The other reason it’s Syria, instead of Shite majority Bahrain (always good to have a good absorber backup plan) is Lebanon/South Syria, civilian hostilities are normal fabric of life. The recent lool in violence was the weird part rather then the start up of hostilities which is returning it to the normal state of being there.

    So we’re setting up the same scenario trap, that we went into ourselves. Get the Muslim brotherhood elements tied down in a fight with Shites, while they leave shale democratic framework in place for others less willing to Martyr themselves for a cause, and eventually assuring the whole region in British like Monarchy Democracy.

  • 13. Friedmanite  |  February 9th, 2012 at 4:32 am

    AEC pre-troll comment: Wait for it, wait for it, wait for it…this is the moment all of you have been waiting for…a real live comment by a real live paultardofascist troll talking about no free lunches and peace on earth. Because why should we fight wars in other countries when we can have a war amongst ourselves right here in America, fighting each other for scraps of food. It always cheers up the AEC to see young trolls try their best, even if it’s a particularly retarded troll. So I will leave this comment unimproved for my flock to enjoy:

    I love when Obamadrones,TheExiltards and Leftards say “we don’t want this war!!” and then they refuse to vote Ron Paul(the only man who wants to end the oversea empire) or pledge alliance with us libertarians because “or no,compromise ours far-far-far-left socialist economics policies?never!!!Give free handout and food stamps to some welfare queen is more important!!!cut the military budget!!!yes yes but first…FREE UNIVERSAL HEALTHCARE BECAUSE LIFE IS ALL ABOUT FREE LUNCH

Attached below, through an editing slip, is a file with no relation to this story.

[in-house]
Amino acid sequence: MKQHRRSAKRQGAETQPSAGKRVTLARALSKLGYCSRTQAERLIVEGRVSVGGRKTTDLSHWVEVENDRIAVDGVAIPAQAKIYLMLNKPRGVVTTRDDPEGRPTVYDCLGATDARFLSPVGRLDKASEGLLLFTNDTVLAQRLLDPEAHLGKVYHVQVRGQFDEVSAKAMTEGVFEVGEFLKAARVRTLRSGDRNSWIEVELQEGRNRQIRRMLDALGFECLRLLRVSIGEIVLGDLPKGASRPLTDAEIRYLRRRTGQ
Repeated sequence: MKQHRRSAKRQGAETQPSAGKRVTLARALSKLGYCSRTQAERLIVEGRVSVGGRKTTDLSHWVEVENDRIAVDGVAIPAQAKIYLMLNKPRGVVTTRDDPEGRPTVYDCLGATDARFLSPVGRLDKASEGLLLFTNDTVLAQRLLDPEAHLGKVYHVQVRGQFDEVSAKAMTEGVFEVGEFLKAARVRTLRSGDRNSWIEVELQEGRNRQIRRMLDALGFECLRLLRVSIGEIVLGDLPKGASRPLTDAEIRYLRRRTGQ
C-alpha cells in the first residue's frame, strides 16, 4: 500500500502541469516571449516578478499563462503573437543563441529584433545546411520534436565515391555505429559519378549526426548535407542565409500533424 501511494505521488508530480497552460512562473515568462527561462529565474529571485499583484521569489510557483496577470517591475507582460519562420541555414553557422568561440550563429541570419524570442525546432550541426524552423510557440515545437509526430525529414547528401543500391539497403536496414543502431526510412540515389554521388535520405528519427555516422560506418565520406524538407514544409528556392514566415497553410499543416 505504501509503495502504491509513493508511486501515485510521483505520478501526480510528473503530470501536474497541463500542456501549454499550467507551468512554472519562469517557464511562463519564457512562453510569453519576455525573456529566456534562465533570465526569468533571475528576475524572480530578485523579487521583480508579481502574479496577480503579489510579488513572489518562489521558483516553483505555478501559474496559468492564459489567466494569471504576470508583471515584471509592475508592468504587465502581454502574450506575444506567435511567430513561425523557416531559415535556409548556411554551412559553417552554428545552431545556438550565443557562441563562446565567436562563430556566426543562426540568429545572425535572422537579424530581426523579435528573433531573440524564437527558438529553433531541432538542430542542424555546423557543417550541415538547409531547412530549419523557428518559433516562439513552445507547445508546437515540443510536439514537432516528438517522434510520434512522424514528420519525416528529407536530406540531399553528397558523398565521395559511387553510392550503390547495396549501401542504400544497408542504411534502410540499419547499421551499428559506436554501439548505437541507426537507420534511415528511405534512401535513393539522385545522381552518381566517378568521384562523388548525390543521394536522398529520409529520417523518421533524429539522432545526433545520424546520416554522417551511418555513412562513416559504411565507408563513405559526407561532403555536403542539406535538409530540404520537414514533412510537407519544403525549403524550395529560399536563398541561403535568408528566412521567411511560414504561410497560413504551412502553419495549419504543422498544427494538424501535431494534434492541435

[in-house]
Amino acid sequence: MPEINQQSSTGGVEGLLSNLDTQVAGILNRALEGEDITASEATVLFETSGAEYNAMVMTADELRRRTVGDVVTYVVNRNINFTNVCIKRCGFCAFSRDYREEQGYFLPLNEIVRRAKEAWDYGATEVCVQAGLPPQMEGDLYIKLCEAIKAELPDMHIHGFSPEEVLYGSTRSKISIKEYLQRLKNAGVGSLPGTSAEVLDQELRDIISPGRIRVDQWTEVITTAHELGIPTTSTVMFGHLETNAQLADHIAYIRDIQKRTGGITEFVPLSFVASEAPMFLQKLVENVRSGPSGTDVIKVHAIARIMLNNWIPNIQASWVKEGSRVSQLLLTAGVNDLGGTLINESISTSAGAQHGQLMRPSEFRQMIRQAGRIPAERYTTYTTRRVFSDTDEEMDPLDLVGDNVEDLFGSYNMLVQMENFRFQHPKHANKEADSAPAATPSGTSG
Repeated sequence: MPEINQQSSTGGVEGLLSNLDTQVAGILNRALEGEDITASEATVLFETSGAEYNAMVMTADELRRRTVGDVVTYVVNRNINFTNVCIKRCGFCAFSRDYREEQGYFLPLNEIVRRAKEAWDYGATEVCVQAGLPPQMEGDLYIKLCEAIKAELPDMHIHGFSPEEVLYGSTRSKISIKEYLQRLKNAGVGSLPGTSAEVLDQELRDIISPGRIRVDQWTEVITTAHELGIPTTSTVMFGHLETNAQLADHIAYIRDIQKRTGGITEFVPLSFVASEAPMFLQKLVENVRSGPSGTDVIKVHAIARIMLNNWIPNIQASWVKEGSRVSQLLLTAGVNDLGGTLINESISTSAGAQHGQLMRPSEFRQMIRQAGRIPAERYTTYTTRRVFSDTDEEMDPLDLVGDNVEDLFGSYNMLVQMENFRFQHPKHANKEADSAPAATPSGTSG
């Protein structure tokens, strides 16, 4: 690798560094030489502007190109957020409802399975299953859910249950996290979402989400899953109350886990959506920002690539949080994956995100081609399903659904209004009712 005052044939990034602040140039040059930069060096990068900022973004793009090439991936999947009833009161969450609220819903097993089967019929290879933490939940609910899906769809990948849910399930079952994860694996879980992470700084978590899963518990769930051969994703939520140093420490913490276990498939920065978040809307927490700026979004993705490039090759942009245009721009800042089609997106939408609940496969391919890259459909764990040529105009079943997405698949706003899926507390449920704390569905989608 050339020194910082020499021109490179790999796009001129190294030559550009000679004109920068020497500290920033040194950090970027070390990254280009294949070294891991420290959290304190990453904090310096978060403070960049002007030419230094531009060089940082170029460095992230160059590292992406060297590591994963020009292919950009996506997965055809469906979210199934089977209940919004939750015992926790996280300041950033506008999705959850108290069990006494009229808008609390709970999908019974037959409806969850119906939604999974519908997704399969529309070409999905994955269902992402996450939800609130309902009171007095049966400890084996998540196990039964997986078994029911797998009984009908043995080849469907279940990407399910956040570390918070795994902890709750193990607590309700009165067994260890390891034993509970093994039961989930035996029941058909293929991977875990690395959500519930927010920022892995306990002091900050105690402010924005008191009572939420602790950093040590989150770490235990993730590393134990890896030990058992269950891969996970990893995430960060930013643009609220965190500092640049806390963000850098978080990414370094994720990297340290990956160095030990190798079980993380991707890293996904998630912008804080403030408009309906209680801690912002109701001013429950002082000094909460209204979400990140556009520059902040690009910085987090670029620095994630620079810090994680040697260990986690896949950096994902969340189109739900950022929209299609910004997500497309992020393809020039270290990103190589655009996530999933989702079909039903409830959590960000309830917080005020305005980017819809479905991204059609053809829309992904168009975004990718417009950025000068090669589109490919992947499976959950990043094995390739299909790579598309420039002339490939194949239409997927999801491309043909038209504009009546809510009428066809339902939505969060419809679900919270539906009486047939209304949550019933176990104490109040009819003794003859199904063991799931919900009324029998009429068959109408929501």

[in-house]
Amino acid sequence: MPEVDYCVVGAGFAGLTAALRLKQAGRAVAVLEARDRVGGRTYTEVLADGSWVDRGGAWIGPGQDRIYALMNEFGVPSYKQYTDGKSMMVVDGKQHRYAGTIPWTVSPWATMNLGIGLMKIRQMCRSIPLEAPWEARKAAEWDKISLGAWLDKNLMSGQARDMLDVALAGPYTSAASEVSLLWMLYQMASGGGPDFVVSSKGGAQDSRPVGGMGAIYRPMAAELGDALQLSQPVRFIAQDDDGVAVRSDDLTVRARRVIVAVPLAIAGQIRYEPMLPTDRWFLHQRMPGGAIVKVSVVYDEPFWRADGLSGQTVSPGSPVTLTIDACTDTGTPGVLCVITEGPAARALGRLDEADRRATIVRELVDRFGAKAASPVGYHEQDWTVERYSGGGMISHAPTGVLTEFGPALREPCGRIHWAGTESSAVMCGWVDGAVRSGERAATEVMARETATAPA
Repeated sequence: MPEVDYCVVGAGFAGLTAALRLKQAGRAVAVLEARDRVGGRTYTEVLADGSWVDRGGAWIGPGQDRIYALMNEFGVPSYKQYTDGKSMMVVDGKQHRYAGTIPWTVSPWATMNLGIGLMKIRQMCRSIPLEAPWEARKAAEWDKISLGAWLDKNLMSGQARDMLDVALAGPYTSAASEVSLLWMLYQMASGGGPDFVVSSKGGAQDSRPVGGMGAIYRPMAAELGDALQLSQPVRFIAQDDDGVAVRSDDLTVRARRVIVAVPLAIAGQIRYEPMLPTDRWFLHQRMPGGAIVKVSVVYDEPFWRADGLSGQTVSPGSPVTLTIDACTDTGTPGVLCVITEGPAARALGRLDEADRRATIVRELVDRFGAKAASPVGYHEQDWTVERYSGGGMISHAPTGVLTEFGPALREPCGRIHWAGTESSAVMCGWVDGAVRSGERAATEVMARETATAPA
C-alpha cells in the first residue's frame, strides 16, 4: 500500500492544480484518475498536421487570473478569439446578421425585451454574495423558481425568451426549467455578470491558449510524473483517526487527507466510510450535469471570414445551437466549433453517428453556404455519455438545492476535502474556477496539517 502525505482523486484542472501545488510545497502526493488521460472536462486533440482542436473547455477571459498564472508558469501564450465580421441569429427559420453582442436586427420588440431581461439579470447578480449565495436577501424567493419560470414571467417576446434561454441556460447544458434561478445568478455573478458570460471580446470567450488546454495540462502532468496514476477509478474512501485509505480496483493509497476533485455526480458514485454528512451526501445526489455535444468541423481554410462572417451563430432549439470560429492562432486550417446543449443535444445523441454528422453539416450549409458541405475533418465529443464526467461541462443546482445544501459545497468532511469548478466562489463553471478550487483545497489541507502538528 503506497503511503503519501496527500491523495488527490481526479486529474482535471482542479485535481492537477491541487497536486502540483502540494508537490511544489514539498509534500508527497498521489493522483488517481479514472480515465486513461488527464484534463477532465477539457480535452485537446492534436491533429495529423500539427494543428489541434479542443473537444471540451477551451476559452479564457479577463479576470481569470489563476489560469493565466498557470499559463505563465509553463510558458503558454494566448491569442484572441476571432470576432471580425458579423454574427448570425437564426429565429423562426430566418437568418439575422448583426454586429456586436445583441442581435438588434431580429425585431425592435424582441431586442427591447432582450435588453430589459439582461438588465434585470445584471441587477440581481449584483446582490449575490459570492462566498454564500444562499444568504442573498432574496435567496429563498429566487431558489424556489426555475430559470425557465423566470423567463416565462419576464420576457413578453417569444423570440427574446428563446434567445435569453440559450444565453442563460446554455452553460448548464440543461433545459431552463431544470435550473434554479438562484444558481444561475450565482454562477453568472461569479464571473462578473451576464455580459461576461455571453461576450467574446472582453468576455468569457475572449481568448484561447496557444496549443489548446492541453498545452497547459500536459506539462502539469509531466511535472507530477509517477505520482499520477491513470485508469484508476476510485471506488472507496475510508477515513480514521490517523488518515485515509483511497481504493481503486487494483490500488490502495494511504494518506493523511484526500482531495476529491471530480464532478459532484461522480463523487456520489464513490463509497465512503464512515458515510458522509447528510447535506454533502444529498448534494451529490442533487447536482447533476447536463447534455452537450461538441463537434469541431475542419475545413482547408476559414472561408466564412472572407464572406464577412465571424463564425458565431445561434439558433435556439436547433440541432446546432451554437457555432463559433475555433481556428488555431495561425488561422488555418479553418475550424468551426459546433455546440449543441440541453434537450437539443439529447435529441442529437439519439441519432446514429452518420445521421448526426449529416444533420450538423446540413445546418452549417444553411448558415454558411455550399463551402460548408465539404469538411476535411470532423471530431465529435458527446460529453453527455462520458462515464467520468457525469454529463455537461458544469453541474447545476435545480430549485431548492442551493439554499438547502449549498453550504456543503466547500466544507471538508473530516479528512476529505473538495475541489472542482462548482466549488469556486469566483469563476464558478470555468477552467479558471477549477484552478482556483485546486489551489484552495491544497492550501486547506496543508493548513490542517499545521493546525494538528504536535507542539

• 14. gatorade  |  February 9th, 2012 at 8:25 am

    Based on several key people in his campaign, it’s clear that Mitt is the choice of the Israeli security services as well as zionist jews in america. It’s all disgusting. It makes me wish I didn’t know anything at all.

    How is it possible to make Obama look less malign? Mitt Romney did it, way to go Mitt.

  • 15. Cum  |  February 9th, 2012 at 1:20 pm

    When I talk to other American Jews I have to tread very lightly with regards to Israel. Otherwise progressive-minded individuals somehow lose their compassion when it comes to defending and making excuses for Israel. Sometimes they point to the progressive social justice values that they see flourishing in Israel, as if that negates Israeli manifest destiny and apartheid.

  • 16. Michal  |  February 9th, 2012 at 6:03 pm

    @ 10. Assuming the censor doesn’t delete or edit this comment, I’d be happy to point out that one of the reasons why not just neocons but pretty much everyone else but the hardcore isolationists is not happy about nuclear Iran is, that with nuclear weapon they would be capable of extorting the international community a la North Korea.

    They would also be shielded from any potential retribution as a result of their hilarious hezbollah hijinks. And not just the hezbollah hijinks but any sort of activity anywhere.